- Fish intake correlated with reduced risk for colorectal cancer (CRC) in this large cohort study.
- Intake (but not plasma levels) of n-3 polyunsaturated fatty acids (n-3 PUFAs) was also correlated with reduced CRC risk.
Why this matters
- A previous European Prospective Investigation into Cancer and Nutrition (EPIC) cohort study linked fish consumption to lower CRC risk.
- This study examined fatty acid intake and is the largest to assess fish and n-3 PUFA intake and CRC risk, according to the authors.
- During median follow-up 14.9 years, 6291 people developed CRC.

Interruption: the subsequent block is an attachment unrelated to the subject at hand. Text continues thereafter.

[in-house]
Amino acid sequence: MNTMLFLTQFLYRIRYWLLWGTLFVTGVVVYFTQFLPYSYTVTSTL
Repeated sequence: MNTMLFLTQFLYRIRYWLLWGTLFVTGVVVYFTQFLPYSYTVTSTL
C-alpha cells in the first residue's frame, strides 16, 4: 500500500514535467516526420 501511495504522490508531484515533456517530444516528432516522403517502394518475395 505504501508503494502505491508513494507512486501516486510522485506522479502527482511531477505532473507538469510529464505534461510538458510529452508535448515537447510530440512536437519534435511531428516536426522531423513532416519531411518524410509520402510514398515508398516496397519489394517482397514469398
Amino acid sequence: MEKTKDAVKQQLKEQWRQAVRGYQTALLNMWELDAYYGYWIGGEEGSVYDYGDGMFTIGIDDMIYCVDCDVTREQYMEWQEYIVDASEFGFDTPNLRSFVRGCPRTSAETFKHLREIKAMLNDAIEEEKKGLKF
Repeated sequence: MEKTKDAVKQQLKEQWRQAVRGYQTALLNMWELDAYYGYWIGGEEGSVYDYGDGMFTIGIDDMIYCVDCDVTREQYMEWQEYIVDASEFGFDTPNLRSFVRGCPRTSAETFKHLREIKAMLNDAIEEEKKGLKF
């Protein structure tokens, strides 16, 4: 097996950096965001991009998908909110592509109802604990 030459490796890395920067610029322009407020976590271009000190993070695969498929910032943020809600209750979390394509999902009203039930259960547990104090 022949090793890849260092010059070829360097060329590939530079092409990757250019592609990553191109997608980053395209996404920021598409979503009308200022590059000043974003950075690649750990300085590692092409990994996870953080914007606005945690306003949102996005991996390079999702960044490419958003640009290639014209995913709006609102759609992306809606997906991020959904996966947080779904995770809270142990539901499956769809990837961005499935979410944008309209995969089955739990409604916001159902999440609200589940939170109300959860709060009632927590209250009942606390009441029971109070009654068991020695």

- CRC incidence, highest-intake quintile vs lowest for following intake types (HRs; 95% CIs):
- Total fish: 0.88 (0.80-0.96; P=.005).
- Fatty fish: 0.90 (0.82-0.98; P=.009).
- Lean fish: 0.91 (0.83-1.00; P=.016).
- Total n-3 PUFAs: 0.86 (0.78-0.95; P=.010), driven by lower risk for colon cancer.
- Dietary n-6:n-3 PUFAs: 1.31 (1.18-1.45; P<.001>
- Plasma levels of n-3 PUFAs: 0.94 (0.61-1.44; P=.999).
- Analysis of multinational EPIC cohort (n=476,160).
- Participants reported intake of fish, n-3 PUFAs.
- Outcome: incident CRC.
- Funding: World Cancer Research Fund.
- Food frequency questionnaire reflected baseline diet.
- Fish oil, supplement intake not assessed.